September 11, 2001, is a day most of us will never forget. You probably remember where you were and what you were doing when you learned of the terrorist attacks. As the fifteenth anniversary approaches, we share some of your recollections of that day:
Stephanie Robertson, a first-year graduate student in the College of Architecture and Design, was a high school freshman in northern Virginia, just outside Washington, D.C.
She remembers that word began trickling in about the attacks during her first-period English class, but no one was aware of the gravity of the situation.
“The next class was PE and it was not at all normal. We were told not to dress out, to just sit and wait on the gym floor. The principal came over the loudspeaker and announced what happened. He told us that they would be carefully releasing students only to their parents. He didn’t explain that this was because nobody knew where the third plane was.
“Kids were crying and using the pay phone in the hallway. Some people had parents who worked in the Pentagon and nobody’s cell phones were working, if they had one.”
Robertson was worried about her father, whose work often took him to the Pentagon. Luckily, he hadn’t gone that day; her parents picked her up a short while later.
“As a young person, never had I felt so much for my country in that day or the days to follow . . . . It’s sad how time makes people forget. I could never forget that day.”
Rob Lieberthal, an assistant professor in the Department of Public Health, was living and working in Manhattan on September 11, 2001. He was home sick that day and, although he’d seen some news reports, didn’t realize the seriousness of the events.
“I actually had a doctor’s appointment, and decided to go despite what was happening. My doctor was sitting in his office taking phone calls and waiting for patients to come in to the hospital from the attack. As we sat there, and the patients never arrived, we started to realize the magnitude of what was taking place.”
Marie Parigin, an accounting specialist in Industrial and Systems Engineering, was a senior in high school.
“The morning announcements usually came on about 9:40 a.m. followed by the Pledge of Allegiance,” she said. Instead, one of the school administrators said, “Let’s have a moment of silence for this awful tragedy.”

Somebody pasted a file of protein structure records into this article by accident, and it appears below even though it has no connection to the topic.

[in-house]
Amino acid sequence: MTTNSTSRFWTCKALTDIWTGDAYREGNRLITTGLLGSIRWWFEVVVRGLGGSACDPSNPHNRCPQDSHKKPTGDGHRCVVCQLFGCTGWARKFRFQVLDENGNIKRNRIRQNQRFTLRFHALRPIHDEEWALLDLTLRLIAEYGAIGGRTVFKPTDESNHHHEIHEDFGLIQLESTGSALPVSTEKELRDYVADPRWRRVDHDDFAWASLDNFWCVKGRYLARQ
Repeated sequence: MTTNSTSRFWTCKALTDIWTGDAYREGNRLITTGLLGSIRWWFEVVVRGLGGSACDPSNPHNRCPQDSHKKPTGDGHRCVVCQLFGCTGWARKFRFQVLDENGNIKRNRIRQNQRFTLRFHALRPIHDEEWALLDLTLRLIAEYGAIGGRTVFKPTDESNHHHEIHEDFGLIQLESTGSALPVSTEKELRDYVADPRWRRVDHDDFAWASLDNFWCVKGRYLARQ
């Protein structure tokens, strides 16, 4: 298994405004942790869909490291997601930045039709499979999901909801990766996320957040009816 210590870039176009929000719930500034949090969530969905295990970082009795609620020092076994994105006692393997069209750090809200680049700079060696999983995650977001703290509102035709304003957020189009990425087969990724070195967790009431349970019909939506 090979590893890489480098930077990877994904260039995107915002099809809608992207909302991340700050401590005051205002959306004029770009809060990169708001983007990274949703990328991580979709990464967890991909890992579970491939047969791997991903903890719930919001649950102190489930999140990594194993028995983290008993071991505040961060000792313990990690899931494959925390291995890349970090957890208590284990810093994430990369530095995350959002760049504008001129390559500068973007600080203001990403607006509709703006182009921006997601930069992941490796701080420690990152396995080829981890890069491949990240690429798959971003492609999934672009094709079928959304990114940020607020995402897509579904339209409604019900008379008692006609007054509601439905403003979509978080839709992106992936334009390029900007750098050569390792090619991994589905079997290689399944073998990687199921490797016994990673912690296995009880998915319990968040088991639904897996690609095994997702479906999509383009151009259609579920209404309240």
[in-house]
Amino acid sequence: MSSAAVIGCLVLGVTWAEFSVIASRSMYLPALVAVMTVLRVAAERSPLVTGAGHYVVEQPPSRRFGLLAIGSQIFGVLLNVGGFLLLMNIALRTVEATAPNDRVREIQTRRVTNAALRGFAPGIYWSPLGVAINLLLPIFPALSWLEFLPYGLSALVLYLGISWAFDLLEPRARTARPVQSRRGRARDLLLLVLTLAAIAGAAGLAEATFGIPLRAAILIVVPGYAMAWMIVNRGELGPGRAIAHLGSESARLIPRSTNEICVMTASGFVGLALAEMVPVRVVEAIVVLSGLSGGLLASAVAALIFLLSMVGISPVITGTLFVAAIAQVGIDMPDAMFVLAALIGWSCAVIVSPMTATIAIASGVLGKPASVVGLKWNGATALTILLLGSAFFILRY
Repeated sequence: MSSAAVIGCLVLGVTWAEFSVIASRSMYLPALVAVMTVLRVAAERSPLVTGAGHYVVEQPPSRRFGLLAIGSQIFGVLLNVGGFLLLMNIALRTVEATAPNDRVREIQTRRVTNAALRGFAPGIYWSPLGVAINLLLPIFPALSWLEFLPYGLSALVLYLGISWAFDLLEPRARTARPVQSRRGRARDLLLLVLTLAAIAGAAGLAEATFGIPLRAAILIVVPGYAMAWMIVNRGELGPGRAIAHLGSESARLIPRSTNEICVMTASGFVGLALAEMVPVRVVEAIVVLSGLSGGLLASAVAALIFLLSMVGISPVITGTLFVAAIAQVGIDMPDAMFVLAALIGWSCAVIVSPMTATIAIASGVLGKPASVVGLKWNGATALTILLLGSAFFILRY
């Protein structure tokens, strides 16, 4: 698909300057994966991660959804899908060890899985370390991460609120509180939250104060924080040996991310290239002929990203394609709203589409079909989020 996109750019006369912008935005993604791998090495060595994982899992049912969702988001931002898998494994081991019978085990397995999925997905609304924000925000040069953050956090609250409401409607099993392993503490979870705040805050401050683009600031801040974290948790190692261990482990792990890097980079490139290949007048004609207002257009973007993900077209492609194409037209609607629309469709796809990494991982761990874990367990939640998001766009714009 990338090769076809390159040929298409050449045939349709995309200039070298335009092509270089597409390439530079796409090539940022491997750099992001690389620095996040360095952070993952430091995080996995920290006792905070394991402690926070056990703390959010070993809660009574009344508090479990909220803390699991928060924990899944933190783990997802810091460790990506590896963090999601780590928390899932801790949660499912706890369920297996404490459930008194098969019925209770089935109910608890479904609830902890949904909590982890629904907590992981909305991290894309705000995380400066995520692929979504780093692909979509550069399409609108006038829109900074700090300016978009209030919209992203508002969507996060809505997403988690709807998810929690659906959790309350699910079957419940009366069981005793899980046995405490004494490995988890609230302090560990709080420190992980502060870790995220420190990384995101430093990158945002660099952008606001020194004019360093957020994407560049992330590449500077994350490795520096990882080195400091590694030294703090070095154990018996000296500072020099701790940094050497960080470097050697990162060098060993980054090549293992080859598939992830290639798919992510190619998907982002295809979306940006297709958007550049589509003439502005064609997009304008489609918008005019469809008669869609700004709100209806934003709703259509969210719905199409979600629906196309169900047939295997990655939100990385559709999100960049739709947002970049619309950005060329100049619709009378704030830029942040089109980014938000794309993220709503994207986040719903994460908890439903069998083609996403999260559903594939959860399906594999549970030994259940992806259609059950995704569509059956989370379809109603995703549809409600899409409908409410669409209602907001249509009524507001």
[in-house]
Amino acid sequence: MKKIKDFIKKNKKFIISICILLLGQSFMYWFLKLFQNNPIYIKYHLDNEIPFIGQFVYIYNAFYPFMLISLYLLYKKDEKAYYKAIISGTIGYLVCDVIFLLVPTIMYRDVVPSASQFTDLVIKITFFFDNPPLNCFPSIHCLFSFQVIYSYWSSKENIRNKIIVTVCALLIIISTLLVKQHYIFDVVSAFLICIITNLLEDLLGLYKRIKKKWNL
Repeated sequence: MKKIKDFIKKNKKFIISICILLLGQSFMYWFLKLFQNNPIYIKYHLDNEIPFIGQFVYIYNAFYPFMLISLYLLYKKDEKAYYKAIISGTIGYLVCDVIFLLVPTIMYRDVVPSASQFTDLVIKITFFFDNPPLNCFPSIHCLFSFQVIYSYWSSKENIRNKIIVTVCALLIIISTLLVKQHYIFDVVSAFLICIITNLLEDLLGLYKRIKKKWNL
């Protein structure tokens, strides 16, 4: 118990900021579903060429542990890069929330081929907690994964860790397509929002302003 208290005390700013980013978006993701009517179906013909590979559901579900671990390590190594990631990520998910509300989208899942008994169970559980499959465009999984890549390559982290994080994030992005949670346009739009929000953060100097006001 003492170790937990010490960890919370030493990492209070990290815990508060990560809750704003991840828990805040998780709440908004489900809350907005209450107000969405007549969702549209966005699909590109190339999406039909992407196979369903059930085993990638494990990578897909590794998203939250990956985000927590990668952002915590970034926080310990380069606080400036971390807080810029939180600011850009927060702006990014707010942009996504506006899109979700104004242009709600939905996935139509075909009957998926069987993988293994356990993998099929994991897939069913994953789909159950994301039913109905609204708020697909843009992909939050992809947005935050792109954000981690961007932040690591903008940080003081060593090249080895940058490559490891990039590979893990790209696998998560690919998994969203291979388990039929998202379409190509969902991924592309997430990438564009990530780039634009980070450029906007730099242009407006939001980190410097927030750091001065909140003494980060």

“Everyone was confused, but when the teacher turned on the TV, the whole class went silent. I saw the first tower fall, then the second. I was in shock and so was everyone else. We did nothing the rest of the class period or in any of my other class periods but watch the events unfold on the TV.”
Jennifer Flatford, executive assistant to the dean in the College of Architecture and Design, was a senior at Central High School in Knoxville, but was home sick.
“As I lay in bed, my mom called me to tell me about the attack. I turned on the TV and began watching the coverage on the Today show just as the second plane hit the South Tower. I remember how terrified I was then and how my feelings were minuscule compared to those witnessing it firsthand in their own backyard.
“Upon learning about the flight heading toward the Pentagon, I called my mother frantically because her boyfriend worked in the Pentagon. After several minutes of unsuccessful attempts to reach him, he called my mother to let her know he was safe. He had just left that side of the Pentagon minutes before the plane crashed.”
Alumna Michelle Mokry, a project coordinator for Smee+Busby Architects, worked at UT from March 2015 to June 2016 as a project manager for the Appalachia Grant to improve the health of people in Clay County̍ Kentucky. On September 11, 2001, she was a third-year architecture student and was in her History of Architecture class.
“When we got out of class everybody was saying something really bad had happened . . . . the architecture administrative office had pulled in portable TVs and were watching the news nonstop.”
Classes were canceled soon afterward.
“I did not live on campus but I did not feel like driving back to my apartment alone. I went back to Andy Holt Tower to my friend’s apartment and watched the news. We saw the second tower fall on TV. I just remember crying and crying and being in shock. ”
Andy White, director of the Aerospace and Defense Business Institute in the Haslam College of Business, was an Air Force major on active duty at Maxwell Air Force Base in Montgomery, Alabama.
“I was reviewing material I was going to use to deliver a lecture to military students at Air University about military media relations and wartime propaganda,” he said. “We had a TV in the open office area. With each development, we would get in front of the TV to see what was happening. By the time I delivered the lecture later that day, it was clear that war was upon us.
“I ended up deploying to Prince Sultan Air Base in Saudi Arabia a couple weeks later. I spent three months contributing strategy suggestions and combat information to leaders at US Central Command and the Pentagon.”